As can be seen in FIG. 6A and FIG. 6B, the head drive block 136 and rotor head 92 are mounted within drive block housing 134 which in turn is mounted to discharge housing 126. Thus, the rotor 20 in the third embodiment of the invention has more support than in the second embodiment, where, as FIG. 3B shows, the rotor is not affixed to the discharge housing 126, but instead nutates freely within discharge housing 126. This additional support to the rotor 20 in the third embodiment minimizes side loading on the rotor 20. However, the additional support to the rotor 20 provided in the third embodiment reduces the volume available in discharge outlet 128 and thus will result in slower pumping rates.

Referring now to FIG. 9A through FIG. 9D as well as FIG. 10 and FIG. 11, the present invention is shown configured as a speed reducer 150 for a progressing cavity pump. The present invention works as a speed reducer with essentially the same mechanical arrangement as used for the pump embodiments shown in FIG. 1 through FIG. 8, with the primary difference being absence of fluid inlet and fluid outlet means, which are not required in the speed reducer embodiment. Additionally, the speed reducer embodiment of the present invention as shown in FIG. 9A through FIG. 9D as well as FIG. 10 and FIG. 11 does not require the sealing means typically present in pumps. Drive shaft 152 is mounted within a bearing housing 154 together with suitable friction reducing means, preferably in the form of a plurality of radial and thrust bearings 156. Drive shaft 152 is held in place by tightening down bearings 156 with bearing nut 158. Bearing nut 158 is attached to drive shaft 152 by suitable means such as threads (not shown). Bearing nut 158 is locked in place with lock nut 160. External rotational actuation means, such as an electric motor (not shown), is attached to drive shaft 152 by key 162.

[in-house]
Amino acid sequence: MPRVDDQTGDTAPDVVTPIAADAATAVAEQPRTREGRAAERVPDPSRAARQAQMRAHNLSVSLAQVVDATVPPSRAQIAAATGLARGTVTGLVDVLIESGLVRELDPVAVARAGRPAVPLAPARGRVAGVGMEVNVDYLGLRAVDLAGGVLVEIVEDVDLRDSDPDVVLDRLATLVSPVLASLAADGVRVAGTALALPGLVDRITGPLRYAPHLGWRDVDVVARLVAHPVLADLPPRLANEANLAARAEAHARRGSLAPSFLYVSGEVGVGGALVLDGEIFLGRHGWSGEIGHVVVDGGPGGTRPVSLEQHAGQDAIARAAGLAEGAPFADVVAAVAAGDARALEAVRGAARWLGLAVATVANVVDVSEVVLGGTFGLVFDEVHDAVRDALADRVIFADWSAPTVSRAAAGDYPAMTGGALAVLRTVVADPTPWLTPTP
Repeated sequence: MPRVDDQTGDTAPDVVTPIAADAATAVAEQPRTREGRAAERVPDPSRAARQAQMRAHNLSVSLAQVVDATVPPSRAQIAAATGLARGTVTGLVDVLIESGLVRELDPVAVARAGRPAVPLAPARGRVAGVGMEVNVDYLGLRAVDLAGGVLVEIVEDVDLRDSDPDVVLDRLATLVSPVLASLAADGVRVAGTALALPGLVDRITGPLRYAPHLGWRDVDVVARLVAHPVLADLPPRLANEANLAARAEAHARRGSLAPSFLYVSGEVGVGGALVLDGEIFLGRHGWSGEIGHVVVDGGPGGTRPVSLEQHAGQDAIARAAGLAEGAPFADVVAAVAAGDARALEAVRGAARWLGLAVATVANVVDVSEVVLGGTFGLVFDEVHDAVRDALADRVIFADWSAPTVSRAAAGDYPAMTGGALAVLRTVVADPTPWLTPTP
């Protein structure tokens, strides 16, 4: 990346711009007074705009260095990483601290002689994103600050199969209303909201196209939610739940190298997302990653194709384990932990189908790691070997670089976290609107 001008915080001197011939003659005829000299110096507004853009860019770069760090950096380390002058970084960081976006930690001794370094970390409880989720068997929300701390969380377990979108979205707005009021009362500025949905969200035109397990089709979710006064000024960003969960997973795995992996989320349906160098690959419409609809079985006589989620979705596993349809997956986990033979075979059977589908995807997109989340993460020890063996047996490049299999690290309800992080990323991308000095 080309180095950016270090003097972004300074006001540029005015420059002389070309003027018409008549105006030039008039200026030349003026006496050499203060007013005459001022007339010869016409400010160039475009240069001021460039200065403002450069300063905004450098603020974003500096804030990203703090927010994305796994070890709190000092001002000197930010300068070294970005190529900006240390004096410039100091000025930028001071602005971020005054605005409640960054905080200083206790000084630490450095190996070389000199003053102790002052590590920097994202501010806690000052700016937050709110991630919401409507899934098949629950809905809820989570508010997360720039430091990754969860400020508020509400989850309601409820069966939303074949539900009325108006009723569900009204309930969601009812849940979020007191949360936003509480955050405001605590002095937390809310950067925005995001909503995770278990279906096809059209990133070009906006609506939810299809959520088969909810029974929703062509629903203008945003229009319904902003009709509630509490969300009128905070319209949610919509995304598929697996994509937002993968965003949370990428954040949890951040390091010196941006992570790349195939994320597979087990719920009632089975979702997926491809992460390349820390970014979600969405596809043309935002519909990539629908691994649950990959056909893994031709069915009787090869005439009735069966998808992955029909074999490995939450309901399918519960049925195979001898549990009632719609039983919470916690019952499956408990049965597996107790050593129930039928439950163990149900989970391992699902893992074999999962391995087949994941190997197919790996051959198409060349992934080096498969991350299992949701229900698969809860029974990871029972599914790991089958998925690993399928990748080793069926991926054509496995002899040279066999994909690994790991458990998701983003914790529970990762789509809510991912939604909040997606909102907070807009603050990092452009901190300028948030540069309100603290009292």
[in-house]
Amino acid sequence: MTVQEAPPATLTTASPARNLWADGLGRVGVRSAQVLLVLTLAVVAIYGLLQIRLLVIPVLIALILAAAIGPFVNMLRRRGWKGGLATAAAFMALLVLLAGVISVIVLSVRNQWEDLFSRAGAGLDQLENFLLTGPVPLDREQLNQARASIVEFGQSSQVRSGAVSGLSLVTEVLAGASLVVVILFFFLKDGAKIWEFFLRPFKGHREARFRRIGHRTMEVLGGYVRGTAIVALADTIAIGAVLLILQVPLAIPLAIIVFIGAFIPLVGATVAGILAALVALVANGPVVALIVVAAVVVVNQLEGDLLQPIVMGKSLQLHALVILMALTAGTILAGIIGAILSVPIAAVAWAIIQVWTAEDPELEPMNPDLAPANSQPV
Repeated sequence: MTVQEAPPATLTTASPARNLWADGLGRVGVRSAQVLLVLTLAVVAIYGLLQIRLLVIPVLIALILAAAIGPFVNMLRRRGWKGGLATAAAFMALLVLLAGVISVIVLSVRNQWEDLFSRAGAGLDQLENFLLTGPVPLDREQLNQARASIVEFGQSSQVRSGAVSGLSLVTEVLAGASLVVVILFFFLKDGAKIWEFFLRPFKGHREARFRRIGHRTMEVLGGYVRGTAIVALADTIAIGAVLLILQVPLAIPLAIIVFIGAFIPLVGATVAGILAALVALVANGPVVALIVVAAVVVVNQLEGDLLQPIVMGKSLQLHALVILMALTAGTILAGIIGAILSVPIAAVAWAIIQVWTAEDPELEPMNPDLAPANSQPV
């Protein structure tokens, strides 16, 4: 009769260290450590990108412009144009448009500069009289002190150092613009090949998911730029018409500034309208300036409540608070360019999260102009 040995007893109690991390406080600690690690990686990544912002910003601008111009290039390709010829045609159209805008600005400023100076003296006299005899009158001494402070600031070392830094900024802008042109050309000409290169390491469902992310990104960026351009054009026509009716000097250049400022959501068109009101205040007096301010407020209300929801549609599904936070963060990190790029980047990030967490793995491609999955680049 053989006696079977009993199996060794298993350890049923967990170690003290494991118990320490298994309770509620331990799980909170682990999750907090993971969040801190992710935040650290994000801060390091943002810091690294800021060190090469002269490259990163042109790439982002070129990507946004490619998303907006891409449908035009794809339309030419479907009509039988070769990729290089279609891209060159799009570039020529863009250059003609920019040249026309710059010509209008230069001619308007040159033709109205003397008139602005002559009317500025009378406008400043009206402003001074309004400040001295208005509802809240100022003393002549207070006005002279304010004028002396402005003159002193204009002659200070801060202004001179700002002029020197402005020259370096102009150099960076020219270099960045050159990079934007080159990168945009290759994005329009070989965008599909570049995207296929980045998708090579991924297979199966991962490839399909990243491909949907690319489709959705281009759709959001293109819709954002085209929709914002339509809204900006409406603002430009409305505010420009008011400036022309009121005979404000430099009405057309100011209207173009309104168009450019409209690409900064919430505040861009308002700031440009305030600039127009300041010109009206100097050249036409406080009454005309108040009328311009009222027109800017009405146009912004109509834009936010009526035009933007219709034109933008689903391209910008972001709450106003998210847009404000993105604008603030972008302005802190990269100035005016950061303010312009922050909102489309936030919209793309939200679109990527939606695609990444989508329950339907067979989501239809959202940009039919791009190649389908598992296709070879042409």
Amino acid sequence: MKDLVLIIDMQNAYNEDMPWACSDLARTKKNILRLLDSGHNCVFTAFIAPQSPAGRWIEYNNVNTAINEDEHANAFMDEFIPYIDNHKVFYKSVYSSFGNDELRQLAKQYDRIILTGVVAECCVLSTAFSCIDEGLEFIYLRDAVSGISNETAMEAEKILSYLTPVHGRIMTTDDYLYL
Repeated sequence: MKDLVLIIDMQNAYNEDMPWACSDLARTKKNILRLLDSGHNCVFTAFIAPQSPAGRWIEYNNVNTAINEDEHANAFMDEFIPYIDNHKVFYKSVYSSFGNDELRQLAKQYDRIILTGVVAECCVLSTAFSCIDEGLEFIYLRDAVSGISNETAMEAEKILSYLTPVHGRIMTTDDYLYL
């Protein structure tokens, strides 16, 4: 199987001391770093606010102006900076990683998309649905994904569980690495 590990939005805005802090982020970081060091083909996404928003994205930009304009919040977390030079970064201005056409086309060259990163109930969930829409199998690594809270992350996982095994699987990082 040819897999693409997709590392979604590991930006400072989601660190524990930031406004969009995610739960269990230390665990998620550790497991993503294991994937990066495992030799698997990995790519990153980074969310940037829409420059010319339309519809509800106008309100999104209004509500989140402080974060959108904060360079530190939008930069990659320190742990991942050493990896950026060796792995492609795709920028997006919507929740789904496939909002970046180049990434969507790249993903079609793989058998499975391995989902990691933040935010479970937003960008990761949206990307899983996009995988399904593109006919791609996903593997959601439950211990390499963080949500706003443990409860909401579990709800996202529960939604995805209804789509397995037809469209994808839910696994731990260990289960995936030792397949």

Seal housing 164 is attached to bearing housing 154, preferably by threading (not shown). Mounted on drive shaft 152 and contained in seal housing 164 is a mechanical seal 166 which prevents debris and contaminants from reaching frictionally related surfaces.